$0.withMemoryRebound(to: sockaddr.self, capacity: 1) {
                SCNetworkReachabilityCreateWithAddress(nil, $0)
            }
        }) else {
            return false
        }

        var flags: SCNetworkReachabilityFlags = []
        if !SCNetworkReachabilityGetFlags(defaultRouteReachability, &flags) {
            return false
        }
        if flags.isEmpty {
            return false
        }

        let isReachable = flags.contains(.reachable)
        let needsConnection = flags.contains(.connectionRequired)

        return (isReachable && !needsConnection)
    }
}

This works for both 3G and WiFi connections. I've also uploaded it to my GitHub with a working example.

20
  • 7
    Thanks for the swift response (no pun intended). MIT or Apache would be ideal - thanks! Nov 13, 2014 at 15:08
  • 4
    Done. Changed it to MIT.
    – Isuru
    Nov 13, 2014 at 15:36
  • 12
    I found an other issue, if 3G is turned on but I have no more data capacity then isConnectedToNetwork returns true, but I can not call my web service
    – János
    Mar 28, 2015 at 20:56
  • 11
    As @Isuru said, this is based on stackoverflow.com/a/25623647/1187415, which has now been updated for Swift 2.
    – Martin R
    Jun 10, 2015 at 1:52
  • 2
    @János: Setting a notification callback is now possible with Swift 2, see updated answer stackoverflow.com/a/27142665/1187415.
    – Martin R
    Jun 10, 2015 at 2:12
15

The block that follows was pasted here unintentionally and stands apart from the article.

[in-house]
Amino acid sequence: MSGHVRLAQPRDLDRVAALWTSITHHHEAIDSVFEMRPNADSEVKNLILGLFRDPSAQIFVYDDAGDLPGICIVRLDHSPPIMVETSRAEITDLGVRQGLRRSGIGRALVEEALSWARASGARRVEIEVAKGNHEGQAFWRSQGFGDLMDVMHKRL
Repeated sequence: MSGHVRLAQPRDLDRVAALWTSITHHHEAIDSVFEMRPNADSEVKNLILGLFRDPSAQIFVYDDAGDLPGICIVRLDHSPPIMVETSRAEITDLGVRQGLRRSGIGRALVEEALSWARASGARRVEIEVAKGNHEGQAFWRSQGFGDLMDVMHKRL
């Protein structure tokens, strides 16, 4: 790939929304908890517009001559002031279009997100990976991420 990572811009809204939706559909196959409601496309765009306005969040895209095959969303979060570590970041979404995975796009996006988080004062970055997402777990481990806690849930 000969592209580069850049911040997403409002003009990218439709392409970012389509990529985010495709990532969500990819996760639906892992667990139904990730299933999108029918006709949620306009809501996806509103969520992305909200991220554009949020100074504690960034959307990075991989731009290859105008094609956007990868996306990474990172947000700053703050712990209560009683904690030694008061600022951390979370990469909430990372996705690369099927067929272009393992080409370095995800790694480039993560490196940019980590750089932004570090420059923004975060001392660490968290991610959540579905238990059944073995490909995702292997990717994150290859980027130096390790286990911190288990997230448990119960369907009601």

I give you better way...

You must create a class with this code

 import Foundation
 public class Reachability {

class func isConnectedToNetwork()->Bool{

    var Status:Bool = false
    let url = NSURL(string: "http://google.com/")
    let request = NSMutableURLRequest(URL: url!)
    request.HTTPMethod = "HEAD"
    request.cachePolicy = NSURLRequestCachePolicy.ReloadIgnoringLocalAndRemoteCacheData
    request.timeoutInterval = 10.0

    var response: NSURLResponse?

    var data = NSURLConnection.sendSynchronousRequest(request, returningResponse: &response, error: nil) as NSData?

    if let httpResponse = response as? NSHTTPURLResponse {
        if httpResponse.statusCode == 200 {
            Status = true
        }
    }

    return Status
  }
}

And then you can check internet connection anywhere in your project using this code:

if Reachability.isConnectedToNetwork() == true {
     println("Internet connection OK")
} else {
     println("Internet connection FAILED")
}

Very easy!

*This way is based on Vikram Pote answer!

7
  • 18
    Please be aware that you should not use this method over the one used above. In applications which require constant connectivity, a response check like this method will result in the app hanging in situations where your internet connectivity is poor (i.e. on Edge/GPRS). Please don't use this solution!! Jul 22, 2015 at 23:16
  • 7
    Bad way 1) Need extra hit to server evry time 2) google.com can also be down Sep 30, 2015 at 13:12
  • 2